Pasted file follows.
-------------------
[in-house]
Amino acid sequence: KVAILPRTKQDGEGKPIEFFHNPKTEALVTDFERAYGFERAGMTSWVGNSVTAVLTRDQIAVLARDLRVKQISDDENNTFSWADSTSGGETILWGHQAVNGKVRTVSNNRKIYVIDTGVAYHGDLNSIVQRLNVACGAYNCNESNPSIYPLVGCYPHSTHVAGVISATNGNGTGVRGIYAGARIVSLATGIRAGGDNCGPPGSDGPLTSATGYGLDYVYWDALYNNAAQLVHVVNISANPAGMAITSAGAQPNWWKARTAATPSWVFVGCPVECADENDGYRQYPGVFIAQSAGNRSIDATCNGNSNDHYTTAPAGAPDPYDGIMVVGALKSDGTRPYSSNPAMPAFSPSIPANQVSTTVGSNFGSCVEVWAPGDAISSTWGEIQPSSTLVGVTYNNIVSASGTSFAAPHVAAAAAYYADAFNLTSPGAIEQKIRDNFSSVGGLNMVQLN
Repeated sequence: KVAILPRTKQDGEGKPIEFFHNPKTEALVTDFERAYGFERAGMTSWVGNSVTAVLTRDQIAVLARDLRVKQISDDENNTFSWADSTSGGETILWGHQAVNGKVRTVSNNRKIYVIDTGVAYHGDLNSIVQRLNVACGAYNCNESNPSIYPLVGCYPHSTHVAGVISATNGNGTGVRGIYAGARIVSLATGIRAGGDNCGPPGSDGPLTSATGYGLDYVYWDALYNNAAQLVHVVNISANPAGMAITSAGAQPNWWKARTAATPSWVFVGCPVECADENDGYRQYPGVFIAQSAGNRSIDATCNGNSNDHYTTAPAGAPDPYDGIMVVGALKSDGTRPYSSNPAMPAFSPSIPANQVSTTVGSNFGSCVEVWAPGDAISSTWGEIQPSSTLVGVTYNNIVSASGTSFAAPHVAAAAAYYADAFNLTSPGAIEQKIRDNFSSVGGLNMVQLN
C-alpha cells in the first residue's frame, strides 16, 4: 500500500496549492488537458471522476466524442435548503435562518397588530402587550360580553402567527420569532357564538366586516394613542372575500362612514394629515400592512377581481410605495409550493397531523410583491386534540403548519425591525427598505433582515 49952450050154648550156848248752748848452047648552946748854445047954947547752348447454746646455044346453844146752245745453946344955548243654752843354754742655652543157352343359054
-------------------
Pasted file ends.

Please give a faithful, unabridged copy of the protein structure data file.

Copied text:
[in-house]
Amino acid sequence: KVAILPRTKQDGEGKPIEFFHNPKTEALVTDFERAYGFERAGMTSWVGNSVTAVLTRDQIAVLARDLRVKQISDDENNTFSWADSTSGGETILWGHQAVNGKVRTVSNNRKIYVIDTGVAYHGDLNSIVQRLNVACGAYNCNESNPSIYPLVGCYPHSTHVAGVISATNGNGTGVRGIYAGARIVSLATGIRAGGDNCGPPGSDGPLTSATGYGLDYVYWDALYNNAAQLVHVVNISANPAGMAITSAGAQPNWWKARTAATPSWVFVGCPVECADENDGYRQYPGVFIAQSAGNRSIDATCNGNSNDHYTTAPAGAPDPYDGIMVVGALKSDGTRPYSSNPAMPAFSPSIPANQVSTTVGSNFGSCVEVWAPGDAISSTWGEIQPSSTLVGVTYNNIVSASGTSFAAPHVAAAAAYYADAFNLTSPGAIEQKIRDNFSSVGGLNMVQLN
Repeated sequence: KVAILPRTKQDGEGKPIEFFHNPKTEALVTDFERAYGFERAGMTSWVGNSVTAVLTRDQIAVLARDLRVKQISDDENNTFSWADSTSGGETILWGHQAVNGKVRTVSNNRKIYVIDTGVAYHGDLNSIVQRLNVACGAYNCNESNPSIYPLVGCYPHSTHVAGVISATNGNGTGVRGIYAGARIVSLATGIRAGGDNCGPPGSDGPLTSATGYGLDYVYWDALYNNAAQLVHVVNISANPAGMAITSAGAQPNWWKARTAATPSWVFVGCPVECADENDGYRQYPGVFIAQSAGNRSIDATCNGNSNDHYTTAPAGAPDPYDGIMVVGALKSDGTRPYSSNPAMPAFSPSIPANQVSTTVGSNFGSCVEVWAPGDAISSTWGEIQPSSTLVGVTYNNIVSASGTSFAAPHVAAAAAYYADAFNLTSPGAIEQKIRDNFSSVGGLNMVQLN
C-alpha cells in the first residue's frame, strides 16, 4: 500500500496549492488537458471522476466524442435548503435562518397588530402587550360580553402567527420569532357564538366586516394613542372575500362612514394629515400592512377581481410605495409550493397531523410583491386534540403548519425591525427598505433582515 49952450050154648550156848248752748848452047648552946748854445047954947547752348447454746646455044346453844146752245745453946344955548243654752843354754742655652543157352343359054